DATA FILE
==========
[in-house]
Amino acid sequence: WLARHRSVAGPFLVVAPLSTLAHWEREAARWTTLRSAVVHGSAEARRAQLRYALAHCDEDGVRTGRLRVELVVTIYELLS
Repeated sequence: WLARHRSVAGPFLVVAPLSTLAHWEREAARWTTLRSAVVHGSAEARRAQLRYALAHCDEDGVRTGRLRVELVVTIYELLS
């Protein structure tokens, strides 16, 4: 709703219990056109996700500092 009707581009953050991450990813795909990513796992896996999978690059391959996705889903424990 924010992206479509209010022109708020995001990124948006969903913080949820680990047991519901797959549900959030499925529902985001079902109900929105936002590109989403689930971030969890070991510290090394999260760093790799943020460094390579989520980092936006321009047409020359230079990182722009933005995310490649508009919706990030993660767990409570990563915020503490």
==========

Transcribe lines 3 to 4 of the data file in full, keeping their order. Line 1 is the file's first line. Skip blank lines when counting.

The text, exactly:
Repeated sequence: WLARHRSVAGPFLVVAPLSTLAHWEREAARWTTLRSAVVHGSAEARRAQLRYALAHCDEDGVRTGRLRVELVVTIYELLS
């Protein structure tokens, strides 16, 4: 709703219990056109996700500092 009707581009953050991450990813795909990513796992896996999978690059391959996705889903424990 924010992206479509209010022109708020995001990124948006969903913080949820680990047991519901797959549900959030499925529902985001079902109900929105936002590109989403689930971030969890070991510290090394999260760093790799943020460094390579989520980092936006321009047409020359230079990182722009933005995310490649508009919706990030993660767990409570990563915020503490």